No other records of glass-makers in London outside the City walls are met with until 1760, when William Riccards, merchant, and Richard Russell, glass-maker, both of Whitechapel, obtained a patent (fn. 15) for fourteen years for a new method of making pots and building furnaces for crown glass, plate glass, and all sorts of green glass.
William Tassie, who is best known by his wax medallion-portraits, invented a white enamel composition which he used for reproductions of gems. This was a vitreous paste, the method of preparing which he kept secret; his place of business was from 1772 to 1777 in Compton Street, Soho, and from 1778 to 1791 at 20 Leicester Fields (Leicester Square). A manufactory for the production of plateglass by blowing, the last of its kind, existed in East Smithfield almost down to 1830, before it gave way to the powerful competition of the British Cast Plate Glass Manufacturers. (fn. 16)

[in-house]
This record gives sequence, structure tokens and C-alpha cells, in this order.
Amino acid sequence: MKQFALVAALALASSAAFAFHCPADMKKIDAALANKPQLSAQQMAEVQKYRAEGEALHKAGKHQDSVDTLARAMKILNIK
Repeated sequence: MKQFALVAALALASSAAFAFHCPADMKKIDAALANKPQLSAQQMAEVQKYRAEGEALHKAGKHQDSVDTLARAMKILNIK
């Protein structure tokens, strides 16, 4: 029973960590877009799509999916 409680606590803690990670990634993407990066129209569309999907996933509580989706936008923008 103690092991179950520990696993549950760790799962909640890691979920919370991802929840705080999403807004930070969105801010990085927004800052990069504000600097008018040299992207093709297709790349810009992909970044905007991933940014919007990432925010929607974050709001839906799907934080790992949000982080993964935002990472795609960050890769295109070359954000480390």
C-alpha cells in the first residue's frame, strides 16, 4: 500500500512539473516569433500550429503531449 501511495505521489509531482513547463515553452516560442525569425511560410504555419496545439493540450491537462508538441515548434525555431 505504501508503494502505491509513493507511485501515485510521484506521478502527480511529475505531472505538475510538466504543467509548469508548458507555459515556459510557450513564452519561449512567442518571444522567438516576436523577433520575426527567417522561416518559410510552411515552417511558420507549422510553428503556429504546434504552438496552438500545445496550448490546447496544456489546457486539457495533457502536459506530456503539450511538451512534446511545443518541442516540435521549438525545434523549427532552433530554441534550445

The Banks collection of tradesmen's cards in the Print Room of the British Museum has notices of the following firms:-Price, Sherrard Street, St. James's, 1779-89; Stanfield & Co., successors to Orpin, 481 Strand, 1785; Hancock, Shepherd & Rixon, 1 Cockspur Street, 1808. Two makers of stained glass also occur:-Baker's Patent Manufactory, 25 Marsham Street, Westminster, 1792; and William Collins, 227 Strand, near Temple Bar, 1815.
A minor glass industry was carried on by small workers in Bethnal Green and Shoreditch up to about forty years ago. This was the manufacture of glass beads for exportation to native tribes in Africa. Hartshorne, (fn. 17) writing in 1897, says:-'They bought their coloured glass canes from the glass-makers and melted them at a jet, dropping the metal upon a copper wire coated with whitening, the wire being turned during the process, and when cold the beads would slip off. The men were, however, so careless and unpunctual that the trade came to an end.'